Some pediatricians often recommend vitamin D
supplements to be given to babies. Now, here arises an important question-how
much vitamin D should be given to the baby? Prof. Hope Weiler from the
School of Dietetics and Human Nutrition at McGill University along with Dr.
Celia Rodd of McGill's Department of Pediatrics
conducted a study to
evaluate the actual amount of vitamin D needed for proper development of bones
in young babies.
The researchers advocated that a daily dose of about
400IU of vitamin D should be given to the infants for maintaining proper growth
and development. Prof. Weiler said, "There's sometimes a feeling that more
is better." He added, "But until now, no one had compared the
popularly recommended daily doses of vitamin D to see what will result in
optimal health for infants, so we were very glad to be able to do this."
However, at present the daily vitamin D
requirement differs from place to place. In Finland and France, about 1,000IU of
vitamin D is advised for the infants. Both the World Health Organization and
Health Canada have recommended a daily dose of vitamin D of 400IU for healthy
The research of the Canadian scientists was
recently published in the special child health issue of the Journal of the American Medical Association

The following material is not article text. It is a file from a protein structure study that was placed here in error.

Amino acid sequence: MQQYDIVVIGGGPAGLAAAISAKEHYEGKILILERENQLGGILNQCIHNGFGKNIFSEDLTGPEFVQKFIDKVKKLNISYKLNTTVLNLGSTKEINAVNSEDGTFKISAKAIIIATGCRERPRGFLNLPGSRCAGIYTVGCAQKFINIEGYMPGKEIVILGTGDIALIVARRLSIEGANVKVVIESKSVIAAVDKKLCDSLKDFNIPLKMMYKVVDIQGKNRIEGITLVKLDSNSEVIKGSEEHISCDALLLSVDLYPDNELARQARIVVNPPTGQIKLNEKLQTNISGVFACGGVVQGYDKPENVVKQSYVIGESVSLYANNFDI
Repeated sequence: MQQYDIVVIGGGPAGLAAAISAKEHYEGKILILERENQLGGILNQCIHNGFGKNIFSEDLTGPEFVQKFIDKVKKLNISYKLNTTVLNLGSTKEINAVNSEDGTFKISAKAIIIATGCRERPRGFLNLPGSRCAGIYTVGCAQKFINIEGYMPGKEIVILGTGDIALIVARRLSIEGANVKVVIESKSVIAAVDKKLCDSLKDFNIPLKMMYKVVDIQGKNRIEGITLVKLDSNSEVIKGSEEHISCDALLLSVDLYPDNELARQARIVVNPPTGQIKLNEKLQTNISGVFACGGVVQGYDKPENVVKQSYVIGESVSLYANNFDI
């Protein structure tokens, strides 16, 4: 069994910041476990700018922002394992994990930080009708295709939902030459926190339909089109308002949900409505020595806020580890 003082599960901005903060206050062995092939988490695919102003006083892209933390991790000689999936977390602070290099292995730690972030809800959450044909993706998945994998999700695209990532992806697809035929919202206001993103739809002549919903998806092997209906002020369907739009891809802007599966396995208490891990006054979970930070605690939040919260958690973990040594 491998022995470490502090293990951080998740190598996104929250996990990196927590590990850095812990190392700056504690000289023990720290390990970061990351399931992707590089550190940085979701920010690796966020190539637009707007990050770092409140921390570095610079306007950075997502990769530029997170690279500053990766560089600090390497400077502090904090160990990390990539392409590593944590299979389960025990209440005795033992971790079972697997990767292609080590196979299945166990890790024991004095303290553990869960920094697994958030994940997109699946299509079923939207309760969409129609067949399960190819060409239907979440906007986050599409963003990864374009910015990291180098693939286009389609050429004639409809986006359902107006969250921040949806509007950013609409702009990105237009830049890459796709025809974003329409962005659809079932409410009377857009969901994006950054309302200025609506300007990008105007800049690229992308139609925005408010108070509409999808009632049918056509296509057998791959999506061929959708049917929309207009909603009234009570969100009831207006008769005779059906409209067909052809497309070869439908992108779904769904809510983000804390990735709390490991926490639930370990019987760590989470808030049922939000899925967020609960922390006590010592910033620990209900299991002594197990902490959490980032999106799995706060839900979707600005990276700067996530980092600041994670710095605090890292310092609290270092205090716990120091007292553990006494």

The scientists observed that a dose of 400IU is good enough as compared to a
dose of 800IU, 1,200IU or 1,600IU of vitamin D in keeping at bay rickets and
osteomalacia and at the same time strengthening bones in infants.
Prof. Weiler, the co-principal researcher said,
"Right now the dose that we're recommending is the 400 and that's to be
given every day until the baby can achieve that amount from other foods, and
typically we consider that more at one year of age." Vitamin D is called
the sunshine vitamin because most of us can synthesize this crucial vitamin
with the help of sunlight.
The experts enrolled about 132 infants at
Montreal who were haphazardly given one of the four doses of vitamin D-400,
800, 1,200 or 1,600 IUs for 12 months. Most of the babies were breastfed;
however, the proportion lowered when babies were one year old.
The babies' weight, length, head circumference, and the
level of vitamin D in their blood sample were recorded at three months, six
months, nine months and at twelve months. The scientists also analyzed how much
mineral was incorporated in the bones of the infants during the process of
their growth. At three months of administration of vitamin D, it was noticed
that a dose of 400IU was sufficient enough for adequate bone growth.
Dr. Rodd mentioned, "The parents that we
saw in the study were highly motivated and made sure that their babies were
taking the vitamin D on a daily basis."
The researchers finally
concluded that high doses of vitamin D give no extra advantage in strengthening
babies' bones and in providing a healthy skeletal foundation.
The scientists said, "We know very well if you
don't have enough vitamin D that you can develop rickets as a young infant and a
child." Dr. Steven Abrams of the Baylor College of Medicine in Houston
mentioned that further research is required to get more reliable
"important dose-response information." The role of higher doses of
vitamin D on the bones of the infants is yet to be clarified.